The perceived safe-haven gold market has several factors working against it. Day-to-day price volatility in most markets has died down in recent months compared to levels seen during much of 2011. The world geopolitical front is less active at present, as the marketplace perceives no major events on the verge of disrupting markets. And the near-term technical posture of gold has soured the past several weeks.
Indeed, the gold market bulls tend to feed on higher trader/investor tensions in the marketplace, which produces higher daily price volatility. Nearby Comex gold futures in September 2011 scored a new all-time high of $1,923.70 at a time of very high anxiety regarding the European Union's sovereign debt crisis, political upheaval in the Middle East, and tensions over Iran's nuclear ambitions, and the U.S. economy still being on shaky ground.
Contrast the early autumn of 2011 to the present marketplace environment that has seen significantly improved general investor attitudes regarding the U.S. economy, the EU debt crisis, and the Middle East situation. Indeed, later this week Iran is set to meet with members of the United Nations Security Council to discuss a compromise regarding Iran's nuclear program and the West's determination to halt it.
From another fundamental perspective, the gold market has also suffered from recent notions in the marketplace that the Federal Reserve is less likely to initiate a fresh round of quantitative easing of monetary policy in the wake of better U.S. economic data the past several months. Gold had received a double-barrel bullish boost the past couple of years with the sputtering U.S. economy not only making investors more skittish and likely to look to gold as a safe-haven store of value, but also due to the quantitative easing depreciating the value of the U.S. dollar on the foreign exchange market. The gold market generally trades in an inverse price relationship to the value of the U.S. dollar against the other major currencies.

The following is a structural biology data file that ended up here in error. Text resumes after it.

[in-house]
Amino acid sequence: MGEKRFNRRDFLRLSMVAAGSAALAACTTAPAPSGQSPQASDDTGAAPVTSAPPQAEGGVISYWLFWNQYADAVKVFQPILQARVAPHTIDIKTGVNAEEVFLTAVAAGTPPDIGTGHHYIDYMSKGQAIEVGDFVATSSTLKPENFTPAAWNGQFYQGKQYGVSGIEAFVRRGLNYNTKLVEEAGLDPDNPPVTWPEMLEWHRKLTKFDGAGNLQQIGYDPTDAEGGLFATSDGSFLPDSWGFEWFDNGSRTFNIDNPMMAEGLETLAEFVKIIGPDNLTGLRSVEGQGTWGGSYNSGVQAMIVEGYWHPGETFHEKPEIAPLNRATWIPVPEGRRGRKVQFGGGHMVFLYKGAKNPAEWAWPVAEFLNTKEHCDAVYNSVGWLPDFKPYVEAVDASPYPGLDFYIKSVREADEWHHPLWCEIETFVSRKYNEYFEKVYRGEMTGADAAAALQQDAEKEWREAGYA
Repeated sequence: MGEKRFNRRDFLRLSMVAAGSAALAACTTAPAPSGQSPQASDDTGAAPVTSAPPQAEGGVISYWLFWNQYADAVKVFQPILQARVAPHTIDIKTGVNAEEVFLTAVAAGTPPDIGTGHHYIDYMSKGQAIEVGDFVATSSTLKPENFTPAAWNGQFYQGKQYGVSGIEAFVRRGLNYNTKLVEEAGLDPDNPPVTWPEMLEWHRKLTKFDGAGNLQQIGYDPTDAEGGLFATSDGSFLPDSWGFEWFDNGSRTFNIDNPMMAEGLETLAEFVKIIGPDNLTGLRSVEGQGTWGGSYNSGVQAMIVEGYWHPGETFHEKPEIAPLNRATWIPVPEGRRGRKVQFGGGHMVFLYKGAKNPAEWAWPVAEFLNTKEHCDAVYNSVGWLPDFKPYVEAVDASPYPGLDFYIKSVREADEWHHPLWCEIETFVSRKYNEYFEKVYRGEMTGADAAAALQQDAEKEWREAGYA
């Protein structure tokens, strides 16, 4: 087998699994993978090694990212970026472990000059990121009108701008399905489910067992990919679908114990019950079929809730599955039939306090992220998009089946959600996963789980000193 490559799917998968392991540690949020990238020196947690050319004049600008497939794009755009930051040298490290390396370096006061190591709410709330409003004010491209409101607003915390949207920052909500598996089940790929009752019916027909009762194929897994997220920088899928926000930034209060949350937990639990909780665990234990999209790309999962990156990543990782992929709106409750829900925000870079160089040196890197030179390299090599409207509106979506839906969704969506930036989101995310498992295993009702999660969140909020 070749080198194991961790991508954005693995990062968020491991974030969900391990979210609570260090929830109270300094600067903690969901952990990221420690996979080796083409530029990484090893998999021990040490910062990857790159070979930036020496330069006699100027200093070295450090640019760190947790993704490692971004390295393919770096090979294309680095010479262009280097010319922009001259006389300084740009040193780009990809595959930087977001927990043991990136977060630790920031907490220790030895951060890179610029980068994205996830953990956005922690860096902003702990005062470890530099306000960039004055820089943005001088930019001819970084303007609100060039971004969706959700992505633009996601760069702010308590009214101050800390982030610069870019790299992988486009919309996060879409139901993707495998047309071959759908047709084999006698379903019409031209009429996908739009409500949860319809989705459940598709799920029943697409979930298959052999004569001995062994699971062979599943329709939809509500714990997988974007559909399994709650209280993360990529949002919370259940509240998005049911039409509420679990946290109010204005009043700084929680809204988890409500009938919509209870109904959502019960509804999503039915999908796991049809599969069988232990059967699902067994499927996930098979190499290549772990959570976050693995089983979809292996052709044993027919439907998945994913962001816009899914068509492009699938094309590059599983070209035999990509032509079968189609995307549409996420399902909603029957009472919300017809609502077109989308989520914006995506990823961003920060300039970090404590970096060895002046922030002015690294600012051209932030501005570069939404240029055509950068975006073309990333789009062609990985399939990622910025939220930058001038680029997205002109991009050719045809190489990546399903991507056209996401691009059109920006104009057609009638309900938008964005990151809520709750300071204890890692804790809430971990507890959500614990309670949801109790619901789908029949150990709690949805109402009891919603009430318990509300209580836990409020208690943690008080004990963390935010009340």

The U.S. stock indices being in solid and sustained price uptrends since last autumn is also a negative factor that is pulling investment funds away from the gold market.
From a charts perspective, the near-term technical posture of the gold market favors the bearish camp, as prices are in a five-week-old downtrend on the daily chart and last week hit a three-month low.
If the confluence of generally low market price volatility, decelerating tensions in the Middle East, improving sentiment coming out of the European Union, and continued better economic data coming out of the U.S. continues, then it's likely the gold market bears will continue to have the upper hand in the coming weeks and months. But staunch yellow-metal bulls must be sitting back and thinking to themselves, "What are the odds of all those situations remaining static?"